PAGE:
De-inking is an industrial process of removing printing ink from the fibers of recycled paper to make deinked paper.
Flotation process in de-inking
Froth flotation is the most commonly used de-inking process. It is adapted from the flotation process typically used in the mining industry. The principle of the flotation process is simple: in the flotation tank, fine bubbles are dispersed in the pulp. Air bubbles will rise, collecting the hydrophobic ink particles. Thus, ink particles are lifted to the top of the tank from where they are skimmed off and de-inked pulp is collected from the bottom of the tank.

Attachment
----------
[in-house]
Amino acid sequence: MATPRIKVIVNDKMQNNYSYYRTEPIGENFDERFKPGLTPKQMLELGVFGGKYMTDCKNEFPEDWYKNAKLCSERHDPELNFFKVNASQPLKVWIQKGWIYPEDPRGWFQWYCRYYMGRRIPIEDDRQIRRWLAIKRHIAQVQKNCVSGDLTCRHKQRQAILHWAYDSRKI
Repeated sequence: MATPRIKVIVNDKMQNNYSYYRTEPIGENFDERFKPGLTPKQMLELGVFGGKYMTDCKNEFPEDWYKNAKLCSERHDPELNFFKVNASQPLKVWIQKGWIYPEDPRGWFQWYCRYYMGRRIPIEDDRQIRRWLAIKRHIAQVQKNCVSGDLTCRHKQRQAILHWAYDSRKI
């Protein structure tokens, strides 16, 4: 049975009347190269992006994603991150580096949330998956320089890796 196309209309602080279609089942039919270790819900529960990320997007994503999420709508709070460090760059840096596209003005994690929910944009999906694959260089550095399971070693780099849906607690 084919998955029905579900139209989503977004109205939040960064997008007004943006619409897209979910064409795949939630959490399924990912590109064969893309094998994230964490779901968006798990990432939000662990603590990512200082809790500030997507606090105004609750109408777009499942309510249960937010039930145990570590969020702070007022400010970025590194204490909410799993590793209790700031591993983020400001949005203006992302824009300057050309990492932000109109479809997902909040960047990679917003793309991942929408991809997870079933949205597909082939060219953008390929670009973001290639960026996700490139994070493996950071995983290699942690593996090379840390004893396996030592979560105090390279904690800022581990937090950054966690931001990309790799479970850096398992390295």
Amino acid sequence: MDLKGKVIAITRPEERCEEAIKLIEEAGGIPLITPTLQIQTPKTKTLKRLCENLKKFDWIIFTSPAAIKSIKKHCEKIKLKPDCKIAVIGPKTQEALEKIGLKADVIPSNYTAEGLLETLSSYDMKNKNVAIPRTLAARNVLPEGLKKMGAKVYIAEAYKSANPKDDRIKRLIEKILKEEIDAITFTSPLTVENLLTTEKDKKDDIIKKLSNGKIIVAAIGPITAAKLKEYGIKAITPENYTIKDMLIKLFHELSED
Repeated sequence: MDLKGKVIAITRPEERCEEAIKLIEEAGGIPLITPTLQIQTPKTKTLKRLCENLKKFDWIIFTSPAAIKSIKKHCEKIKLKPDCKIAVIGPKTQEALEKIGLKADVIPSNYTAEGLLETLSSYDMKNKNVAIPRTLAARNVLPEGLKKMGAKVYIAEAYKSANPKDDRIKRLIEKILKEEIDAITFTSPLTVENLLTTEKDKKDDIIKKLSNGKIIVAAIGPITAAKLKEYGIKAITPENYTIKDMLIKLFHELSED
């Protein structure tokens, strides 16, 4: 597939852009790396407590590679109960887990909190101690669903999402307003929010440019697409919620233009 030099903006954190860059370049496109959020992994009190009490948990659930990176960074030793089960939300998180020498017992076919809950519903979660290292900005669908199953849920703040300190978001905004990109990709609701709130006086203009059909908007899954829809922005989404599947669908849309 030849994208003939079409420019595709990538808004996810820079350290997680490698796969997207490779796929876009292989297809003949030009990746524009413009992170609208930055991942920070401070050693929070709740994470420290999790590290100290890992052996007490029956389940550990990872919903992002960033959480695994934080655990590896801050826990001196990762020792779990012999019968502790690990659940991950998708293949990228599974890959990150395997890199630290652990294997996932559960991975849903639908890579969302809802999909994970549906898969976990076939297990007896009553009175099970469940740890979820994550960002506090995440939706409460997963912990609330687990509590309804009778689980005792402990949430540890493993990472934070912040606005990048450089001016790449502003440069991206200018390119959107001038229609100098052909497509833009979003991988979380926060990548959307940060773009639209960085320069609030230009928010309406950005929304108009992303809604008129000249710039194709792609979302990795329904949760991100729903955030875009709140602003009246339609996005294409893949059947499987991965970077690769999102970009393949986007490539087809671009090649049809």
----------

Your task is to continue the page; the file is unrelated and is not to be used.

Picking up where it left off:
The dispersed air bubbles play a key role in the process. Their properties are strongly influenced by the composition of the fluid medium that consists of water and flotation reagents, such as frothers, collectors, depressants, etc. Of all these reagents, frothers are surface-active substances that affect the formation and behavior of the air bubbles. The frother molecules adsorb on the bubble surface creating an adsorption layer. During the adsorption, the surface tension decreases until it reaches an equilibrium value. Under dynamic conditions, the kinetics of adsorption and desorption of surfactants to and from solution have a major effect on the behavior of bubbles. Understanding the rheological properties of the adsorbed layers is important for the characterization of commercial surfactants.